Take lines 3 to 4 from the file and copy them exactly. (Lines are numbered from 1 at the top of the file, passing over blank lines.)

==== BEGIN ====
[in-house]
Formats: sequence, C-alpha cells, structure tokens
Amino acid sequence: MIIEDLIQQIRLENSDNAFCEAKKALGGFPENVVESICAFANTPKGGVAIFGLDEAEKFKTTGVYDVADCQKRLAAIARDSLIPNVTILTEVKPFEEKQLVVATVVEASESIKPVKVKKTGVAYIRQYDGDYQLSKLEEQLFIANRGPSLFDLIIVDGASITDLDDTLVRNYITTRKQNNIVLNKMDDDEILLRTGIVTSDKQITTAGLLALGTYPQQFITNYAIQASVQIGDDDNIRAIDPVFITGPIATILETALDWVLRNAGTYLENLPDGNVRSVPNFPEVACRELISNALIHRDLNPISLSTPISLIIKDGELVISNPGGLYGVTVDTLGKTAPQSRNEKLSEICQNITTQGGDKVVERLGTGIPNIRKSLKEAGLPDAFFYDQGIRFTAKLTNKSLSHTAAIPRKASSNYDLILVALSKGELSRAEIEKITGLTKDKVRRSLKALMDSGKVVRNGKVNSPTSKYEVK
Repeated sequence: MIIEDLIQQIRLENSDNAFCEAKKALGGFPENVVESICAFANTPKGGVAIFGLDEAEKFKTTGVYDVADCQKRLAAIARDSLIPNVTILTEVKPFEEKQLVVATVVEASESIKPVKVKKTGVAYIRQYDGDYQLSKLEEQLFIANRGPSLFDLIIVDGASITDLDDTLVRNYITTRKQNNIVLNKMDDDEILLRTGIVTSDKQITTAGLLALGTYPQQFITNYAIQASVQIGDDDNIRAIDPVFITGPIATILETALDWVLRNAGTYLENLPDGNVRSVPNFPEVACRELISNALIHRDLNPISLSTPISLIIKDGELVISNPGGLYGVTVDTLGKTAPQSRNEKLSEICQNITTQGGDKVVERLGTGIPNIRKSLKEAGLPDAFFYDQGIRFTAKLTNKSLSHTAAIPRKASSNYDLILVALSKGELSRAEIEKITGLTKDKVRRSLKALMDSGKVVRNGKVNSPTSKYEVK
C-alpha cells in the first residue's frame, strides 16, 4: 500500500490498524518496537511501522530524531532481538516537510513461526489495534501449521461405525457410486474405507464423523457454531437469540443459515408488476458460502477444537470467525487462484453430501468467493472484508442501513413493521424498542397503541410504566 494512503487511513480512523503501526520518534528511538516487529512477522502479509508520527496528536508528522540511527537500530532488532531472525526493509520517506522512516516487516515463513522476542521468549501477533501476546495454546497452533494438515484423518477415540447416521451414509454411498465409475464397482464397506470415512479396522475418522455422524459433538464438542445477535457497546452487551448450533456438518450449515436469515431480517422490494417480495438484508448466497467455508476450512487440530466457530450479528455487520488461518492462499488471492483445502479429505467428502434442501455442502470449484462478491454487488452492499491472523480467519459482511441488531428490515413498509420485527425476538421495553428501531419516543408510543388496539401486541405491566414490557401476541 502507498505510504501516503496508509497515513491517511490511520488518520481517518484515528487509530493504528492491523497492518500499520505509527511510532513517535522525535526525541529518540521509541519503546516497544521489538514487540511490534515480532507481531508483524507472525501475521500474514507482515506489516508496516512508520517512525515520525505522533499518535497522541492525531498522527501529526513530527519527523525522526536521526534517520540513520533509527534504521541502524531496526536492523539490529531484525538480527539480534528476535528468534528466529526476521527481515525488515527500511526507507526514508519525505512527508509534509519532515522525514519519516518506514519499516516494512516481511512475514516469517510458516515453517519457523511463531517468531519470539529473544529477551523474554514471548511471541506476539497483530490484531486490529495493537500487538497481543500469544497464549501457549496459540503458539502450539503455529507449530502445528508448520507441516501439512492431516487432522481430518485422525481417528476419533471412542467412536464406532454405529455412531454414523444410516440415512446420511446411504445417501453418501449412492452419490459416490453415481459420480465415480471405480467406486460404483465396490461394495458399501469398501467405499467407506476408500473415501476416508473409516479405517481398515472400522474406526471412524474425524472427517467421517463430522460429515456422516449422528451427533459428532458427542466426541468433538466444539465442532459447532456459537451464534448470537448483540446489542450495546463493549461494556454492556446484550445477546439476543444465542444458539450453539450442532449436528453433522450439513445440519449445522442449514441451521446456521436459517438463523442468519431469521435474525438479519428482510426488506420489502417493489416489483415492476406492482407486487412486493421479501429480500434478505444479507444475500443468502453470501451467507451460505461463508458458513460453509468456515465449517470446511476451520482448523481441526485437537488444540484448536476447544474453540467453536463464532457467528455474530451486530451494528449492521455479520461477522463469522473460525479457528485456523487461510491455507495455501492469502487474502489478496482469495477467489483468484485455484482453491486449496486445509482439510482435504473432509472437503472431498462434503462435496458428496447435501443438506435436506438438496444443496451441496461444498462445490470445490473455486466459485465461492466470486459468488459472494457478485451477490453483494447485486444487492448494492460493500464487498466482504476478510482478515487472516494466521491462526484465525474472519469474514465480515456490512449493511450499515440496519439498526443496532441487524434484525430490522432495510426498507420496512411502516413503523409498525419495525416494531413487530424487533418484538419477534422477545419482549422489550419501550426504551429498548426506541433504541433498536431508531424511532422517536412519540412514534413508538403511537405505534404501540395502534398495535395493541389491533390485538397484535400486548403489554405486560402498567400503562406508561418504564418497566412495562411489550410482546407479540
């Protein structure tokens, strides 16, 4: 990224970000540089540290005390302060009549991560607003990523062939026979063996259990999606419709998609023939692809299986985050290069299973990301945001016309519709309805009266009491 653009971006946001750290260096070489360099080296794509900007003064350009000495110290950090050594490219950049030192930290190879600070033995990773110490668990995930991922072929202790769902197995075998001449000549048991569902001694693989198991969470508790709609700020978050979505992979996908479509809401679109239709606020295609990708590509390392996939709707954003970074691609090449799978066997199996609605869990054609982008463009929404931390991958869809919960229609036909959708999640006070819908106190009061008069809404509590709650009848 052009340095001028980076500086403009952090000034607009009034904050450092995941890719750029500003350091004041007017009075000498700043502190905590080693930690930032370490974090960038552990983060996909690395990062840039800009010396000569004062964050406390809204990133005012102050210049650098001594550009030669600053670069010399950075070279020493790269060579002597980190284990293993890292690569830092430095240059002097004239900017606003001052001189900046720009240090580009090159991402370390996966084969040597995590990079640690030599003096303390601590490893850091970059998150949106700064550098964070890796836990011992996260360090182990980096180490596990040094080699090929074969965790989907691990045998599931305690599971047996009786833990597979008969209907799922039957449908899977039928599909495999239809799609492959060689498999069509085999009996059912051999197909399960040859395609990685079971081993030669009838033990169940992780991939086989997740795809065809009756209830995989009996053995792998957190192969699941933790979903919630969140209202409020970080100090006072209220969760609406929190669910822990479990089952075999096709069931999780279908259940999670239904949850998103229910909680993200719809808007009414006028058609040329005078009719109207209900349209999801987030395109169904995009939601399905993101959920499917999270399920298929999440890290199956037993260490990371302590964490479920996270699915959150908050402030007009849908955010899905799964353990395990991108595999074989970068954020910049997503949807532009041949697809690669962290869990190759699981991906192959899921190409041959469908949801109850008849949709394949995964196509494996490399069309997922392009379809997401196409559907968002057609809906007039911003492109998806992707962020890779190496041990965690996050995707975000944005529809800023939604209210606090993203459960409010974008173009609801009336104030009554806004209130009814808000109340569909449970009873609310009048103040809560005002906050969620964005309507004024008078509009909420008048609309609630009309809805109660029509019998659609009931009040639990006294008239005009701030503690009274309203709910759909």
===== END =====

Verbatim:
Amino acid sequence: MIIEDLIQQIRLENSDNAFCEAKKALGGFPENVVESICAFANTPKGGVAIFGLDEAEKFKTTGVYDVADCQKRLAAIARDSLIPNVTILTEVKPFEEKQLVVATVVEASESIKPVKVKKTGVAYIRQYDGDYQLSKLEEQLFIANRGPSLFDLIIVDGASITDLDDTLVRNYITTRKQNNIVLNKMDDDEILLRTGIVTSDKQITTAGLLALGTYPQQFITNYAIQASVQIGDDDNIRAIDPVFITGPIATILETALDWVLRNAGTYLENLPDGNVRSVPNFPEVACRELISNALIHRDLNPISLSTPISLIIKDGELVISNPGGLYGVTVDTLGKTAPQSRNEKLSEICQNITTQGGDKVVERLGTGIPNIRKSLKEAGLPDAFFYDQGIRFTAKLTNKSLSHTAAIPRKASSNYDLILVALSKGELSRAEIEKITGLTKDKVRRSLKALMDSGKVVRNGKVNSPTSKYEVK
Repeated sequence: MIIEDLIQQIRLENSDNAFCEAKKALGGFPENVVESICAFANTPKGGVAIFGLDEAEKFKTTGVYDVADCQKRLAAIARDSLIPNVTILTEVKPFEEKQLVVATVVEASESIKPVKVKKTGVAYIRQYDGDYQLSKLEEQLFIANRGPSLFDLIIVDGASITDLDDTLVRNYITTRKQNNIVLNKMDDDEILLRTGIVTSDKQITTAGLLALGTYPQQFITNYAIQASVQIGDDDNIRAIDPVFITGPIATILETALDWVLRNAGTYLENLPDGNVRSVPNFPEVACRELISNALIHRDLNPISLSTPISLIIKDGELVISNPGGLYGVTVDTLGKTAPQSRNEKLSEICQNITTQGGDKVVERLGTGIPNIRKSLKEAGLPDAFFYDQGIRFTAKLTNKSLSHTAAIPRKASSNYDLILVALSKGELSRAEIEKITGLTKDKVRRSLKALMDSGKVVRNGKVNSPTSKYEVK